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FMPC tables road request

A Farragut subdivision’s request for a gate at its entrance led to a lengthy conversation on the privatization of subdivision roads and no decision at a Farragut Municipal Planning Commission meeting Thursday, Aug. 18.

The Cove at Turkey Creek homeowners association first approached FMPC about a gate last spring, and returned Thursday night hoping for a decision. After hours of discussion, Commission voted to table the item until more research could be done.

Installing a gate at a subdivision entrance changes the roads from public to private, community development director Ruth Hawk pointed out. While the Town has allowed private subdivision roads in the past, it doesn’t anymore, following a wave of subdivisions 10 years ago that wanted to return their roads to a public classification because of high maintenance costs.

Commissioner Ed St. Clair made note that a decision to allow private streets wouldn’t just affect The Cove, but would affect all subdivisions in the Town.

“And does the Town want to be a town of gated communities?” he asked.

“We’d like to go forward with the request,” said Jim Nixon, developer of the subdivision and spokesman for the homeowners association.

According to Nixon, The Cove at Turkey Creek had a unique security problem, since the subdivision entrance opens onto bustling Parkside Drive. In addition, the subdivision is only partially built out. Of the 74 lots, Nixon said he and Turkey Creek Land Partners principal John Turley still owned more than 40.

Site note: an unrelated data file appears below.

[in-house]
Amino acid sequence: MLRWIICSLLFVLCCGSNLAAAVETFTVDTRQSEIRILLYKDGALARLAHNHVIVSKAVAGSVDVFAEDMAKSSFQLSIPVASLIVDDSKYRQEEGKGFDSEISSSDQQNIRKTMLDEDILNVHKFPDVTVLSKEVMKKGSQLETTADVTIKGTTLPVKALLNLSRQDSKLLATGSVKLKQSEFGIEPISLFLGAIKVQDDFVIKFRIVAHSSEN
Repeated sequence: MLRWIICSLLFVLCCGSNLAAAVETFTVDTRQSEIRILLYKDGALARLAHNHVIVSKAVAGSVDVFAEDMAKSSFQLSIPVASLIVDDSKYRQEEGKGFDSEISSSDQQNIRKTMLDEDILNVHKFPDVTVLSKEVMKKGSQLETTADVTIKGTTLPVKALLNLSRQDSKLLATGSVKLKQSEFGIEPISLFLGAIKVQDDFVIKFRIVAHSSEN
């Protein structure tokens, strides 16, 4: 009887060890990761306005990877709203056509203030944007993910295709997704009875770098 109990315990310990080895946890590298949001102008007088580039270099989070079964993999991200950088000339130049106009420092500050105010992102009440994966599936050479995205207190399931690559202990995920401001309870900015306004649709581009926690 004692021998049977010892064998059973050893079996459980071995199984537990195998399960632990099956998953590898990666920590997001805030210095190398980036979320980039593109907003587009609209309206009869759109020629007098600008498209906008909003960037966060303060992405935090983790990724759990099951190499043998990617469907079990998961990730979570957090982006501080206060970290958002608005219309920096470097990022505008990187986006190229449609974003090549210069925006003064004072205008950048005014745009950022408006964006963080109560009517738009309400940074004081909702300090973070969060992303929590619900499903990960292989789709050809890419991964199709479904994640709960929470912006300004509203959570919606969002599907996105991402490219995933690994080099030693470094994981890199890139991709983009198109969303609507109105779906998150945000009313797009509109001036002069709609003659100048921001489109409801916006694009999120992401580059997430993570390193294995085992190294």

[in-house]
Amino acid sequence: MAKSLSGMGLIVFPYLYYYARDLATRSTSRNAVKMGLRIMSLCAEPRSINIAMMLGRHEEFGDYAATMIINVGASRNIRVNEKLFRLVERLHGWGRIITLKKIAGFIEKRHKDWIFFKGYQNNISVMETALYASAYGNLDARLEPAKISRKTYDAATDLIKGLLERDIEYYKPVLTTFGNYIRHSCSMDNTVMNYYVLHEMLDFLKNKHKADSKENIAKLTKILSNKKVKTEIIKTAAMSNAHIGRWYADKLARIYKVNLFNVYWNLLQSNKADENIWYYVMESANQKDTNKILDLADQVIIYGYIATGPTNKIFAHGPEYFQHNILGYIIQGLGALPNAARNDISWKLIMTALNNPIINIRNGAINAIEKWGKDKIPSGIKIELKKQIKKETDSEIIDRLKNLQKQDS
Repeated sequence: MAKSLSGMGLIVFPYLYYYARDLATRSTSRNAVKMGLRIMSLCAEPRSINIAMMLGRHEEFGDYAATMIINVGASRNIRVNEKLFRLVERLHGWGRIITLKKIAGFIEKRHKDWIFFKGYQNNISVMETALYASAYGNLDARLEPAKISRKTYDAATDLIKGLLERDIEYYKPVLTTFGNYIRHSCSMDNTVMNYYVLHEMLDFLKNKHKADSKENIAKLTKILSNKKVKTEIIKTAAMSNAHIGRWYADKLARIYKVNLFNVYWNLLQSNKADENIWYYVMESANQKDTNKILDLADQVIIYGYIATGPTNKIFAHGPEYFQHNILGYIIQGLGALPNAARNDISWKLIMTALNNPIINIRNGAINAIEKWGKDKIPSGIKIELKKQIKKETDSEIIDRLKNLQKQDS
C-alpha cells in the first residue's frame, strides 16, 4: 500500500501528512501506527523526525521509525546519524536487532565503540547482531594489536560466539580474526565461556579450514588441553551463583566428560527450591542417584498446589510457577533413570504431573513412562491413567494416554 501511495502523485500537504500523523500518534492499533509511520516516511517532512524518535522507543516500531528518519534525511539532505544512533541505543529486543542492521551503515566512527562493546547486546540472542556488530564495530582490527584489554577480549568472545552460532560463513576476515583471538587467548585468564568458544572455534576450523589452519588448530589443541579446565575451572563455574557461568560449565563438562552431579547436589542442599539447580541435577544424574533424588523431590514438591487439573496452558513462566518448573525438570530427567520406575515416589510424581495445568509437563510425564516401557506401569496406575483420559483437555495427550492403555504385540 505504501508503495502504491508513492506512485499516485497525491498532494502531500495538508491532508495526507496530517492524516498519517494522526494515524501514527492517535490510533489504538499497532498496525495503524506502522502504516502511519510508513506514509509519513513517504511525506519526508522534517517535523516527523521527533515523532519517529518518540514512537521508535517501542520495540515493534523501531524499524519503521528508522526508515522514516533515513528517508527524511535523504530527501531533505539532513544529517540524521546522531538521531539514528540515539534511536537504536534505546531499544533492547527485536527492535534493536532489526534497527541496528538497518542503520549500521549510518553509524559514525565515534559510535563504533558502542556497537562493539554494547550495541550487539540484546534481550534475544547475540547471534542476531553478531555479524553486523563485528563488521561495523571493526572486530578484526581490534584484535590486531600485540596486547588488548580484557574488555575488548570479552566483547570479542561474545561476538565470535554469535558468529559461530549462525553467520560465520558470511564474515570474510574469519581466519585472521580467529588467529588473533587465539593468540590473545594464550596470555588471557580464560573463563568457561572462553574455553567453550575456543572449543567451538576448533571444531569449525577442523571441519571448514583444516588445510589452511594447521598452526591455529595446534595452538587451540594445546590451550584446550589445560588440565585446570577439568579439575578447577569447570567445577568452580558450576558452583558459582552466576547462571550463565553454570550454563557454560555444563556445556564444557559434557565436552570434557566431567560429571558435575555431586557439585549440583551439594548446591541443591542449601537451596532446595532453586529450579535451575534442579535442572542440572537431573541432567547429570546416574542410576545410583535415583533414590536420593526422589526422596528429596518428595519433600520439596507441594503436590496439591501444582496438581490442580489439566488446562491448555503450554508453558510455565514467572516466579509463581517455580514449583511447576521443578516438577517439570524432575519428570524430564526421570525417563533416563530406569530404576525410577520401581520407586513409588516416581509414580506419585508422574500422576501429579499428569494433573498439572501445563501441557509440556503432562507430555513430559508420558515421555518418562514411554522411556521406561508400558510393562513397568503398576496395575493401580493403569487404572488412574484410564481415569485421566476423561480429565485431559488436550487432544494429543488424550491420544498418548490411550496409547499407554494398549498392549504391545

There are only 15 occupied homes in the subdivision.

“Security is why we’d like to have a gate and private streets,” Nixon said.

Commissioner Noah Myers said he would have to see 100 percent homeowner support before allowing a subdivision to make streets private.

Dr. Emese Suranyi, a homeowner in the subdivision, expressed her desire that the streets remain public.

“I just never bought into paying for the roads. I never did,” she said.

Mayor Ralph McGill pointed out that if the subdivision’s streets were private, the Town would no longer repave the roads, maintain streetlights, plow snow or maintain drainage systems. And privatizing the roads could cause an issue with public walking trails and sidewalks, he added.

“We understand that we will be responsible for all these streets,” Nixon said.

He and subdivision resident Robert Lundgren said the initial cost of the gate was estimated to be $75,000 and the homeowners would be placing between $18,000 to $19,000 a year in escrow for road maintenance.

The gates would remain open during the day, Nixon said, but would be closed at night.

“We have an inordinate number of people in our subdivision who should not be there,” he said.

McGill also pointed out that if the subdivision later decided it no longer wanted private streets, the Town would not accept the streets until they were brought into compliance with Town standards.

Commissioner Betty Dick said future buyers in the subdivision also would need to be aware — before the closing paperwork was introduced — that the streets were private and that they would be financially responsible for routine maintenance and for repairs if a disaster occurred.

“The disclosure issue is a major issue,” Commissioner Noah Myers agreed.

Suranyi and her husband also pointed out legal pitfalls that could affect the Town if a person were injured on a public walking trail in the subdivision but couldn’t be accessed by emergency personnel because of the subdivision gate.

Alderman Ron Honken asked that more research into legal options regarding private versus public roads be done, as well as other options for security in the subdivision.

McGill agreed.

“I’m not ready to vote tonight. I need more information,” he said.

Honken moved to table the agenda item to allow for more research; McGill seconded and the motion was unanimously approved.


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